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How to save bank resolution in the European banking union

Gordon, N. J. & Ringe, G. (2014) “How to save bank resolution in the European banking union“, VoxEU Organisation, 30 Απριλίου.


The European Parliament recently adopted the Single Resolution Mechanism. Though supposed to be a pillar of the European banking union, it is fraught with difficulties. This column makes a proposal for a new organisational structure that can deal with bank failure more effectively. European banks should be required to self-insure against failure. Further, the ECB should be the only financially credible player to provide liquidity for the resolution procedure. These proposals would strengthen the current banking union project, and can overcome certain political difficulties.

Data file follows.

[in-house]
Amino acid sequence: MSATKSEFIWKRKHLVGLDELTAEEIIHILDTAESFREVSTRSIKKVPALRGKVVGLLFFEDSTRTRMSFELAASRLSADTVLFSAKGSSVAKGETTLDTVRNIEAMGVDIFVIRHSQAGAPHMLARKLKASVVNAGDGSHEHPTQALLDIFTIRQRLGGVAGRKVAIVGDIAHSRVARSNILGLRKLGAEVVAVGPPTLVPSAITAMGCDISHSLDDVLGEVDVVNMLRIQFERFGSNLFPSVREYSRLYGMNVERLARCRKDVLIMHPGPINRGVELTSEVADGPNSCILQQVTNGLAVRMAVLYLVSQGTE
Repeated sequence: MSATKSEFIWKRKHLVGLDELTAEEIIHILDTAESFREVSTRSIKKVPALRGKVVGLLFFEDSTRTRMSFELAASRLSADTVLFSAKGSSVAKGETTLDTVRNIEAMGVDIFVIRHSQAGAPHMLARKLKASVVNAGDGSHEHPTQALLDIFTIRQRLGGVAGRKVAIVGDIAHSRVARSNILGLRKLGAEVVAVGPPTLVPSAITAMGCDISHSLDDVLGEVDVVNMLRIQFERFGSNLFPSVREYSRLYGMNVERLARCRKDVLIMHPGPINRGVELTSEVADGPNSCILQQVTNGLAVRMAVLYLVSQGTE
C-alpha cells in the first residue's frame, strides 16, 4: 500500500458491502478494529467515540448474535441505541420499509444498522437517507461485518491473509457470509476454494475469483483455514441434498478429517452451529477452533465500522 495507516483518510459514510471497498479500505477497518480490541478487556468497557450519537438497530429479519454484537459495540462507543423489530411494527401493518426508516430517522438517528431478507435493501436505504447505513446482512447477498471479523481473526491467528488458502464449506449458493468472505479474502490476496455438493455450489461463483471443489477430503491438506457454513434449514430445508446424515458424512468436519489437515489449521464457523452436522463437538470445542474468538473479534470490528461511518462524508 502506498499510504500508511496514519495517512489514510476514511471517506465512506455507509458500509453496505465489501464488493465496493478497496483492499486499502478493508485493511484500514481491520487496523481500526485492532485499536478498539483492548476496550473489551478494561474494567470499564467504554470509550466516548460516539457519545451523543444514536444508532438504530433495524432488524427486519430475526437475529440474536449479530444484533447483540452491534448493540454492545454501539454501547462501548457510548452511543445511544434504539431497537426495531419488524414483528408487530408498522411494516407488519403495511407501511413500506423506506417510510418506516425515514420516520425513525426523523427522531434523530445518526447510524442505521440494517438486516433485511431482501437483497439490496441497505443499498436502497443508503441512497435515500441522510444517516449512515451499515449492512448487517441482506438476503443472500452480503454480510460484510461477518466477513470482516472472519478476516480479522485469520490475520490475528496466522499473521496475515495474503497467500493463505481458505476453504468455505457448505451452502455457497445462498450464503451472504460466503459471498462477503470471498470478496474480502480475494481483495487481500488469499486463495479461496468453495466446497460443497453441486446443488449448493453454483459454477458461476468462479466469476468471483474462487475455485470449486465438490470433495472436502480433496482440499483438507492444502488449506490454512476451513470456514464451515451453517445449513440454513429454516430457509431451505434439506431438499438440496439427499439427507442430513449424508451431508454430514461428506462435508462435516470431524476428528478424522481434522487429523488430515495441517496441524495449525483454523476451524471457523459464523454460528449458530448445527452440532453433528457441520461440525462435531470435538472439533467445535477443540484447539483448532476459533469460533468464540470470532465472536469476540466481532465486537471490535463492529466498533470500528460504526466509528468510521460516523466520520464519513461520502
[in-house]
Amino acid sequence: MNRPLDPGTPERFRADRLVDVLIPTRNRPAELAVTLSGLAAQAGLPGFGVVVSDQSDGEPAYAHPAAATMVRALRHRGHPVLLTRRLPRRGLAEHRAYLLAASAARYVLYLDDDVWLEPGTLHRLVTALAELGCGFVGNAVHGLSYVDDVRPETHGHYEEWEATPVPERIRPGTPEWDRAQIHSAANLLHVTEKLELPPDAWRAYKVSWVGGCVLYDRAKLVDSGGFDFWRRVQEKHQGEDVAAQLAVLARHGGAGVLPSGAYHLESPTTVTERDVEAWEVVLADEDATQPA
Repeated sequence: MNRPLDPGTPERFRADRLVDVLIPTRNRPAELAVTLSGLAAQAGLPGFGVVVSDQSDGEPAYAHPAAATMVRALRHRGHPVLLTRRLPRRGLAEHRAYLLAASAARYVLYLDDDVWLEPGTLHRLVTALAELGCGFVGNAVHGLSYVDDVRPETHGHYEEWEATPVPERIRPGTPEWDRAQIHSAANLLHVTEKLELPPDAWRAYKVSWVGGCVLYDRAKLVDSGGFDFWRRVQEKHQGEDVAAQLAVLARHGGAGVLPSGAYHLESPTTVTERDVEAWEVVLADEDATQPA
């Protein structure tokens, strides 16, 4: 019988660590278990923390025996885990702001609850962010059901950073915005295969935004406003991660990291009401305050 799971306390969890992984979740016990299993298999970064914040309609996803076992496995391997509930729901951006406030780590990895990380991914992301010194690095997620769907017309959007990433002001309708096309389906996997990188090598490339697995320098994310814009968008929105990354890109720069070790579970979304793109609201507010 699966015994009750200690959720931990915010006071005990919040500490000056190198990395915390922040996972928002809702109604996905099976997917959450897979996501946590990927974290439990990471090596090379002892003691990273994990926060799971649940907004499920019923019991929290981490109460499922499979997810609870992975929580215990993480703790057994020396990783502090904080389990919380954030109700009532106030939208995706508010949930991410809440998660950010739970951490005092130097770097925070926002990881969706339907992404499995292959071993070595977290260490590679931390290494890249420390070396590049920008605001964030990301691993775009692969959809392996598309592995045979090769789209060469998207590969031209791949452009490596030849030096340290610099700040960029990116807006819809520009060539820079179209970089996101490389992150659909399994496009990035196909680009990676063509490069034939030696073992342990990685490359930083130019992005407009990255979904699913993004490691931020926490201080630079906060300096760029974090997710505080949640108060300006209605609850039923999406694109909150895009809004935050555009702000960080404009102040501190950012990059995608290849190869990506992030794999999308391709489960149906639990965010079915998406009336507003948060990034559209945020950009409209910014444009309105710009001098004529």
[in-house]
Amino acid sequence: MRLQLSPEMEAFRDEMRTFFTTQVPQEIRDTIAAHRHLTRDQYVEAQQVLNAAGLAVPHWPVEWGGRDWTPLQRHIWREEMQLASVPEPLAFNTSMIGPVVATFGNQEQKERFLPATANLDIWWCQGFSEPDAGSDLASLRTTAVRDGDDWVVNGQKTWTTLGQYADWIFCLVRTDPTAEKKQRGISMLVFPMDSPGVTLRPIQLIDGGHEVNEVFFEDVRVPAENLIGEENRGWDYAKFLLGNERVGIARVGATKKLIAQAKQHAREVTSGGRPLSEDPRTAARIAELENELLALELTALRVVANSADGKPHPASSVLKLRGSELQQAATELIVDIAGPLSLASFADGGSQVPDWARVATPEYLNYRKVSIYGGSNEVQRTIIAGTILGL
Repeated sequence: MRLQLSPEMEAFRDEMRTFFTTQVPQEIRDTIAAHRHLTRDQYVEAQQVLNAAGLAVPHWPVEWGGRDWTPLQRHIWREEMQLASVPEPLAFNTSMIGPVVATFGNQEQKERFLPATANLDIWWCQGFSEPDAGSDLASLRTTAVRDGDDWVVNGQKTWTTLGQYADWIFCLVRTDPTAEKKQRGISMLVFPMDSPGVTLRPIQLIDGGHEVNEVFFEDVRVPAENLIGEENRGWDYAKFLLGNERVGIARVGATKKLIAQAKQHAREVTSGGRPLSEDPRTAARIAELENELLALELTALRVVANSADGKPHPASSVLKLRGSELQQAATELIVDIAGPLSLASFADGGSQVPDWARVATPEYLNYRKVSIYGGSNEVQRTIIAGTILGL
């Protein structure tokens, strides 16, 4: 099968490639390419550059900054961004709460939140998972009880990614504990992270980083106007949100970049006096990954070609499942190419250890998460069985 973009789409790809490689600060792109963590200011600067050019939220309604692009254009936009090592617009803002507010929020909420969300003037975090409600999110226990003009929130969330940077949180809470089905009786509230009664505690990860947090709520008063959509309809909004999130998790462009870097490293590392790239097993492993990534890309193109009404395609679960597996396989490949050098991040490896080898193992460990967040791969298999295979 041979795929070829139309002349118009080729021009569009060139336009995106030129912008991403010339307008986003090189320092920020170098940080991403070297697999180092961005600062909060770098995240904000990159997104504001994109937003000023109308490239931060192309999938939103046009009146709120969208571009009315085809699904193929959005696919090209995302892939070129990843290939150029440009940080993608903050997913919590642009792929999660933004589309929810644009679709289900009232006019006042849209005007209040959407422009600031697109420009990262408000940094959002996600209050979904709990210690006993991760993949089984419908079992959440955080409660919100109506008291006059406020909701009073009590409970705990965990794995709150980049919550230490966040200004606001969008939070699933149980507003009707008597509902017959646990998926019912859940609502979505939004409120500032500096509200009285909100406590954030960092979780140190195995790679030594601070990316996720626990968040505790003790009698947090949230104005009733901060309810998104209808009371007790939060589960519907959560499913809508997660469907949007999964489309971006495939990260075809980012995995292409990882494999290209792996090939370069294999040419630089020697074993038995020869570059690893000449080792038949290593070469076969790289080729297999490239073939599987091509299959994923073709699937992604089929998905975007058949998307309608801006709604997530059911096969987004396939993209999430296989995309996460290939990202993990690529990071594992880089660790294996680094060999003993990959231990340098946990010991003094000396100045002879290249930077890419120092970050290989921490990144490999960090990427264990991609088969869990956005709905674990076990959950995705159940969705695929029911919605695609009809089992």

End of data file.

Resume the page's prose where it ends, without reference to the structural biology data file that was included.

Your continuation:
A few days ago, the European Parliament adopted the Single Resolution Mechanism (SRM), the second pillar of the emerging ‘banking union’ for Europe. Yet, the project is fraught with difficulties and initial enthusiasm is long gone. Although the prevailing view holds that an effective banking union requires three pillars – supervision, resolution, and deposit guarantee – the current political situation suggests that they are unlikely to be achieved. Political agreement for a common supervision framework has been reached with some difficulty, but agreement on the SRM was much more complicated than anticipated. In particular, the funding of the resolution mechanism proved to be very controversial, and the outcome jeopardises the credibility of its operation. Further, some EU member states have made it clear that they are not at all willing to support calls for a joint deposit guarantee scheme, and this third pillar has now been dropped accordingly (O’Donnell and Körkemeier 2014).


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